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Jan Broersen [16]Jan M. Broersen [2]
  1.  18
    Deontic Epistemic Stit Logic Distinguishing Modes of Mens Rea.Jan Broersen - 2011 - Journal of Applied Logic 9 (2):137-152.
  2.  74
    Making a Start with the Stit Logic Analysis of Intentional Action.Jan M. Broersen - 2011 - Journal of Philosophical Logic 40 (4):499-530.
    This paper studies intentional action in stit logic. The formal logic study of intentional action appears to be new, since most logical studies of intention concern intention as a static mental state. In the formalization we distinguish three modes of acting: the objective level concerning the choices an agent objectively exercises, the subjective level concerning the choices an agent knows or believes to be exercising, and finally, the intentional level concerning the choices an agent intentionally exercises. Several axioms constraining the (...)
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  3.  34
    Conflicting Intentions: Rectifying the Consistency Requirements.Hein Duijf, Jan Broersen & John-Jules Ch Meyer - 2019 - Philosophical Studies 176 (4):1097-1118.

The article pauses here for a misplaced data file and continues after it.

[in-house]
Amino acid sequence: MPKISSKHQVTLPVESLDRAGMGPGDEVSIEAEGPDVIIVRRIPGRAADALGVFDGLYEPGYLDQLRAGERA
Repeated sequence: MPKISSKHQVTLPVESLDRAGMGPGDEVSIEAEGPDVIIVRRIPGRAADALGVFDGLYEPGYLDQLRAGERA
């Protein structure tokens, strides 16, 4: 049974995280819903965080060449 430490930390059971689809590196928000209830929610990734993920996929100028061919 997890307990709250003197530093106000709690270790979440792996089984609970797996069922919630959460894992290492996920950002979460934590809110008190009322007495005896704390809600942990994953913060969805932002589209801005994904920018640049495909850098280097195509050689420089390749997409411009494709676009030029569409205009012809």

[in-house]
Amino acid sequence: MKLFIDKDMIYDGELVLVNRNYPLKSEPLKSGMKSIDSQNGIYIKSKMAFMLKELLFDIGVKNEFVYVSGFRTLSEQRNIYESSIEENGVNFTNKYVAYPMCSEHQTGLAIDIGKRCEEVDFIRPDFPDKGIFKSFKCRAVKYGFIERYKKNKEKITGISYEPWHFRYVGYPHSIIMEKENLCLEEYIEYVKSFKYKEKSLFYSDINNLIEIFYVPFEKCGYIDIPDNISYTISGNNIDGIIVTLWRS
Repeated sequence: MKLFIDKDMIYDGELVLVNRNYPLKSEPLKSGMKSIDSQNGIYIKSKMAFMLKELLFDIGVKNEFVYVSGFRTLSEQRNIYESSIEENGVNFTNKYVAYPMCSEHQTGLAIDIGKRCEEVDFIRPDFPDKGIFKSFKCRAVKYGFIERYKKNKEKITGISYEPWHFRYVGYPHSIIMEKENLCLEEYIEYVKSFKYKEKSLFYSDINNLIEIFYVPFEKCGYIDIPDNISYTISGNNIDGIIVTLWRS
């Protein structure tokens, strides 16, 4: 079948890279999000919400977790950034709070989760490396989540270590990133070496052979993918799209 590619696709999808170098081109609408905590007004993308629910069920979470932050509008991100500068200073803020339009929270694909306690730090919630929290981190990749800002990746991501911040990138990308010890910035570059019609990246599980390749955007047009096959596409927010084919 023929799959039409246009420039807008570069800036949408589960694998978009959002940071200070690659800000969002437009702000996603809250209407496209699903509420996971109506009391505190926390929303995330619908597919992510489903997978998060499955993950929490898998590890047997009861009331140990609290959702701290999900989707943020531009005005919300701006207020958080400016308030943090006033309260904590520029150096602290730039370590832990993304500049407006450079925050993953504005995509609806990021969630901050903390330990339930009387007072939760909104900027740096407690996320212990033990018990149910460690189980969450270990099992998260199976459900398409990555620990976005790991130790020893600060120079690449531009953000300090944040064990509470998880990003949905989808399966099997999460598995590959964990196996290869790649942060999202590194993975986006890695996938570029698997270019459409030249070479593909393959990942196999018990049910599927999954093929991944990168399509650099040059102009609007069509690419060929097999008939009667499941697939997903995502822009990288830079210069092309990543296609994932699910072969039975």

Many philosophers are convinced that rationality dictates that one’s overall set of intentions be consistent. The starting point and inspiration for our study is Bratman’s planning theory of intentions. According to this theory, one needs to appeal to the fulfilment of characteristic planning roles to justify norms that apply to our intentions. Our main objective is to demonstrate that one can be rational despite having mutually inconsistent intentions. Conversely, it is also shown that one can be irrational despite having a (...)
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  4.  21
    Agents Necessitating Effects in Newtonian Time and Space: From Power and Opportunity to Effectivity.Jan Broersen - 2019 - Synthese 196 (1):31-68.
    We extend stit logic by adding a spatial dimension. This enables us to distinguish between powers and opportunities of agents. Powers are agent-specific and do not depend on an agent’s location. Opportunities do depend on locations, and are the same for every agent. The central idea is to define the real possibility to see to the truth of a condition in space and time as the combination of the power and the opportunity to do so. The focus on agent-relative powers (...)
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  5.  10
    Action Negation and Alternative Reductions for Dynamic Deontic Logics.Jan Broersen - 2004 - Journal of Applied Logic 2 (1):153-168.
  6.  13